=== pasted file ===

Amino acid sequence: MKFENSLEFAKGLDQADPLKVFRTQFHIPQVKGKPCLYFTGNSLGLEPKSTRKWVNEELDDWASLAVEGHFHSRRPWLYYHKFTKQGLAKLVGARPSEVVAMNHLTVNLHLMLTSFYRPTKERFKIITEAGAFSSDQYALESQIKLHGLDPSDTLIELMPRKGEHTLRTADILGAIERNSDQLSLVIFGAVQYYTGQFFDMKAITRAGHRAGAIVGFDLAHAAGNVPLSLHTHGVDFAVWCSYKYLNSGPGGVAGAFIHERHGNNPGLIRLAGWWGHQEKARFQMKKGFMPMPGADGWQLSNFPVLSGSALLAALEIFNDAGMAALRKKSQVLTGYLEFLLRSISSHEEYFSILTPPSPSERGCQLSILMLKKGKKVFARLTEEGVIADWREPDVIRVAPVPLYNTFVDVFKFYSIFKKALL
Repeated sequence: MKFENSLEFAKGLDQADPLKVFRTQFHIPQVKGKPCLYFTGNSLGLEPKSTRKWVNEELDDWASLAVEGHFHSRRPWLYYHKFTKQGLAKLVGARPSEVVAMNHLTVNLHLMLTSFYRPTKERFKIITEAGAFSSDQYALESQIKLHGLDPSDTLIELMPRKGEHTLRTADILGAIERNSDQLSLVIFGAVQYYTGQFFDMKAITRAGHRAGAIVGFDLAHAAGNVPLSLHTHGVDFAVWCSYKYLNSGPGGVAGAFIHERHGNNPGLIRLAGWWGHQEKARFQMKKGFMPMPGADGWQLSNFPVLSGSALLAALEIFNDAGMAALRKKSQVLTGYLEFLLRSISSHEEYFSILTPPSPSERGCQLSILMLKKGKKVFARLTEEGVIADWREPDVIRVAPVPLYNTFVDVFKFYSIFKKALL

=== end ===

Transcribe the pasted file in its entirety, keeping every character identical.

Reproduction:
Amino acid sequence: MKFENSLEFAKGLDQADPLKVFRTQFHIPQVKGKPCLYFTGNSLGLEPKSTRKWVNEELDDWASLAVEGHFHSRRPWLYYHKFTKQGLAKLVGARPSEVVAMNHLTVNLHLMLTSFYRPTKERFKIITEAGAFSSDQYALESQIKLHGLDPSDTLIELMPRKGEHTLRTADILGAIERNSDQLSLVIFGAVQYYTGQFFDMKAITRAGHRAGAIVGFDLAHAAGNVPLSLHTHGVDFAVWCSYKYLNSGPGGVAGAFIHERHGNNPGLIRLAGWWGHQEKARFQMKKGFMPMPGADGWQLSNFPVLSGSALLAALEIFNDAGMAALRKKSQVLTGYLEFLLRSISSHEEYFSILTPPSPSERGCQLSILMLKKGKKVFARLTEEGVIADWREPDVIRVAPVPLYNTFVDVFKFYSIFKKALL
Repeated sequence: MKFENSLEFAKGLDQADPLKVFRTQFHIPQVKGKPCLYFTGNSLGLEPKSTRKWVNEELDDWASLAVEGHFHSRRPWLYYHKFTKQGLAKLVGARPSEVVAMNHLTVNLHLMLTSFYRPTKERFKIITEAGAFSSDQYALESQIKLHGLDPSDTLIELMPRKGEHTLRTADILGAIERNSDQLSLVIFGAVQYYTGQFFDMKAITRAGHRAGAIVGFDLAHAAGNVPLSLHTHGVDFAVWCSYKYLNSGPGGVAGAFIHERHGNNPGLIRLAGWWGHQEKARFQMKKGFMPMPGADGWQLSNFPVLSGSALLAALEIFNDAGMAALRKKSQVLTGYLEFLLRSISSHEEYFSILTPPSPSERGCQLSILMLKKGKKVFARLTEEGVIADWREPDVIRVAPVPLYNTFVDVFKFYSIFKKALL